HIPAA and SOC2: A Robust and Essential Security Guarantee For Protection of Your Patients’ Data

HIPAA and SOC2: A Robust and Essential Security Guarantee For Protection of Your Patients’ Data

The healthcare industry deals with a large amount of data constantly. This data includes PHI (Personal Health Information) and PII (Personal Identifiable Information.) Such sensitive information of patients is always vulnerable and at risk, due to hackers and bad actors that try to steal it and sell it in illegal markets. To protect the privacy and confidential information of patients, federal law compliance of HIPAA (Health Insurance Portability and Accountability Act) and the security assessment of SOC2 (System and Organizations Controls)  were introduced. Both of these security standards, help in protecting and sharing PHI.

Healthcare organizations along with their technology providers need to be HIPAA compliant and must try to implement additional security standards such as SOC2 to manage and share sensitive information with appropriate measures to avoid breaches and violations.

Here is all you need to know about these security laws and measures.

This article discusses the following:

  • HIPAA Compliance: Protecting PHI and PII
  • SOC2 Compliance: An Essential Security Measure
  • The reasons healthcare organizations and providers need to have HIPAA and SOC2 security measures.
  • Triyam: We are HIPAA and SOC2 Compliant!

1. HIPAA Compliance: Protecting PHI and PII

The HIPAA (Health Insurance Portability and Accountability Act) is a federal law that protects the privacy of patients and prohibits the sharing of their PHI or PII in their medical records, insurance information, with other parties, without their consent.

The HIPAA Rules constitutes of:

  1. HIPAA Privacy Rule: Provides instructions on protecting, managing, and sharing of PHI and PII in medical records and insurance
  2. HIPAA Security Rule: Provides instructions on managing and sharing electronic PHI (ePHI) via its administrative, technical, and physical safeguards
  3. The HIPAA Breach Notification Rule: Provides instructions that a healthcare organization and associated partners must follow during a breach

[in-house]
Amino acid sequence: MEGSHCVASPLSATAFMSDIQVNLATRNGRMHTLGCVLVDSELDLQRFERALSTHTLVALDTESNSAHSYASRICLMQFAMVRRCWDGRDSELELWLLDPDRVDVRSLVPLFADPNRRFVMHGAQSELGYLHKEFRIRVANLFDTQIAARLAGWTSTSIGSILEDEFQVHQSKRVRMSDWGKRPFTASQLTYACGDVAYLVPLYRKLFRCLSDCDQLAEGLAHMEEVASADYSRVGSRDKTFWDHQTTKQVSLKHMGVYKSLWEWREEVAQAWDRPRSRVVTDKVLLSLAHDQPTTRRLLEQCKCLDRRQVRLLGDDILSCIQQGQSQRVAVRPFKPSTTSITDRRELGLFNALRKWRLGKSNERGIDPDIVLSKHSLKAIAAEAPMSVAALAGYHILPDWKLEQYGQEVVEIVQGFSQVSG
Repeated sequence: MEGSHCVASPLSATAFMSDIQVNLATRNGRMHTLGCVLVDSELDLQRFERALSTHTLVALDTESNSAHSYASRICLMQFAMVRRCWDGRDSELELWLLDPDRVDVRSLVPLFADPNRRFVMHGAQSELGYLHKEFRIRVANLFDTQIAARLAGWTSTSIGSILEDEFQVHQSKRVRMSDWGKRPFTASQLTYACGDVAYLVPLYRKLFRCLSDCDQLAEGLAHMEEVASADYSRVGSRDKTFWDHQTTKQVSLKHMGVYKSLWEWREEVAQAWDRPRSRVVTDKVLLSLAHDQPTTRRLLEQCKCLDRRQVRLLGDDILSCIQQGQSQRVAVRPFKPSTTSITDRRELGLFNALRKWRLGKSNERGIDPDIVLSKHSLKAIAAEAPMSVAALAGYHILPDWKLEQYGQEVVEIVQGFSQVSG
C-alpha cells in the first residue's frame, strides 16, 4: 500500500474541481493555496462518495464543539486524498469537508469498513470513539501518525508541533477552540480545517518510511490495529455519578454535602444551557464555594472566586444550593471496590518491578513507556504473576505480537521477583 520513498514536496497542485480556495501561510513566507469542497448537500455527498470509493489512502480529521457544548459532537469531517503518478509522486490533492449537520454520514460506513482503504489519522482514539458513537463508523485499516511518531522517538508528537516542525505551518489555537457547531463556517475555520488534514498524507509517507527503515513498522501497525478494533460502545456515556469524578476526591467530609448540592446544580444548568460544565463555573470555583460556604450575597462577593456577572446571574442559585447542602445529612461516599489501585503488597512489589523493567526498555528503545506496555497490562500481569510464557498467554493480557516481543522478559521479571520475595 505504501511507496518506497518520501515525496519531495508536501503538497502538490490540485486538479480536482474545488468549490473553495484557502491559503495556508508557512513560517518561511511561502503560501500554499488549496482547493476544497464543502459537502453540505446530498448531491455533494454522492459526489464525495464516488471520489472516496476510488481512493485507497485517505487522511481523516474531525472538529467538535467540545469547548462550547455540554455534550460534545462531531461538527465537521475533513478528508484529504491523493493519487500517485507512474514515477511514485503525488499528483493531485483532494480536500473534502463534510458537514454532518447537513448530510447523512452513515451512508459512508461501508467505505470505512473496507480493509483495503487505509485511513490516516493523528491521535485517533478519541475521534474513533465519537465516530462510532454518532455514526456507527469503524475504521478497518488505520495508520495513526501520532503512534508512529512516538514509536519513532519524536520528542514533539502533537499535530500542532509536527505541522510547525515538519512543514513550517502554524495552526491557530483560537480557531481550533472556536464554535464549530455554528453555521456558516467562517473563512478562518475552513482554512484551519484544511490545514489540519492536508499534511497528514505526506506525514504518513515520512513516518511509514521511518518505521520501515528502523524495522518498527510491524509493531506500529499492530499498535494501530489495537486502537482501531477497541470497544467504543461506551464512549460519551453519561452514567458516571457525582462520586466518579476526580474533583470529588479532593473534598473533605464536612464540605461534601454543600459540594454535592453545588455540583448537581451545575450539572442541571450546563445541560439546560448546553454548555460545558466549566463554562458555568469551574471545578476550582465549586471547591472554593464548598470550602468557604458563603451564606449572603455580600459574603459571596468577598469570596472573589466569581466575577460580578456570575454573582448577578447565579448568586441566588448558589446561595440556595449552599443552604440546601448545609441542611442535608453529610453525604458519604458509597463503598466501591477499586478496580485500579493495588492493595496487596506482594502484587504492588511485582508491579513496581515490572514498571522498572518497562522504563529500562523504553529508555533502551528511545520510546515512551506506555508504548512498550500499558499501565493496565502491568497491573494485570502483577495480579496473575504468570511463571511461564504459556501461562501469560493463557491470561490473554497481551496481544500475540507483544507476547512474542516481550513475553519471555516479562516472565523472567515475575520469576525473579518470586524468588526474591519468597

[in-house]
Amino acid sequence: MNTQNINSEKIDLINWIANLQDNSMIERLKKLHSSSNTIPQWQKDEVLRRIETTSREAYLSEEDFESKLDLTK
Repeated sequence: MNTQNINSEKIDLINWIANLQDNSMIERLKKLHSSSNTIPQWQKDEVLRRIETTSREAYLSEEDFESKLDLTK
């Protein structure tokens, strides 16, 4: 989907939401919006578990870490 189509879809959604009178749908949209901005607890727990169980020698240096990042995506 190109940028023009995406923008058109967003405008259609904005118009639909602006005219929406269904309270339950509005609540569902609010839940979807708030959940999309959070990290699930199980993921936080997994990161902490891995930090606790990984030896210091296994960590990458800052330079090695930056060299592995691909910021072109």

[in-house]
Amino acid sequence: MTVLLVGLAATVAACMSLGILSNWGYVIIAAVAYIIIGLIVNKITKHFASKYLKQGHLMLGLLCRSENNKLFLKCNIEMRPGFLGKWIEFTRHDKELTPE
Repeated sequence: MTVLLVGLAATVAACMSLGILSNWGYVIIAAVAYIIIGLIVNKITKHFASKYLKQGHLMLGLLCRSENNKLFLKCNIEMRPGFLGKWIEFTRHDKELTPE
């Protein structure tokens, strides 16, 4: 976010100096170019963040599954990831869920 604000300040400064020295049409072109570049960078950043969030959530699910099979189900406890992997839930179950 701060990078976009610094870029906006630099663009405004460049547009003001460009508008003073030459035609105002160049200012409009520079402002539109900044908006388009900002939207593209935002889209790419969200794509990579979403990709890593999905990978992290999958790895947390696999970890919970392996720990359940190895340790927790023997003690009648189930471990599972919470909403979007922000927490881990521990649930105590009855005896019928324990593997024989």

4. HIPAA Omnibus Rule: An amendment extending the HIPAA laws to business associates and subcontractors
  5. HIPAA Enforcement Rule along with HITECH Act: Ensures a mandatory Business Associate Agreement (BAA) to be signed attesting to being HIPAA Compliant by organizations, providers, business associates, etc.

HIPAA monitors three safeguards that ensure the complete security of PHI and PII such as:

  1. Administrative Safeguards
  2. Technical Safeguards
  3. Physical Safeguards

Thus, HIPAA Compliance involves the tracking and following of HIPAA mandated rules, conducting HIPAA training, conducting audits and risk assessments, real-time monitoring, and maintaining a HIPAA compliant workplace and system by following all the three HIPAA security safeguards.

2. SOC2 Compliance: An Essential Security Measure

The SOC2 (System and Organizations Controls) is a security compliance standard, defined by AICPA (the American Institute of Certified Public Accountants) that specifies how technology providers must securely manage patient data in the cloud. This extends to third-party vendors as well. The SOC2 ensures that every SAAS company does proper managing and sharing of PHI and PII to protect the interests of their clients.

SOC2 follows five trust service criteria (TSC) namely security, availability, integrity, confidentiality, and privacy.

The SOC2 provides two types of audit reports:

  1. Type 1 Report helps in providing an analysis of a company’s system and controls in place which agree with the SOC2 TSCs, for a particular date.
  2. Type 2 Report helps in providing an analysis of a company’s security practice throughout a period and their system’s operational efficiency. This form of analysis is more dependable, as it shows that a company can manage and share data with proper security.

SOC2 Certification is provided by external auditors to service providers, who can use the same to prove their credibility and commitment to data security and privacy.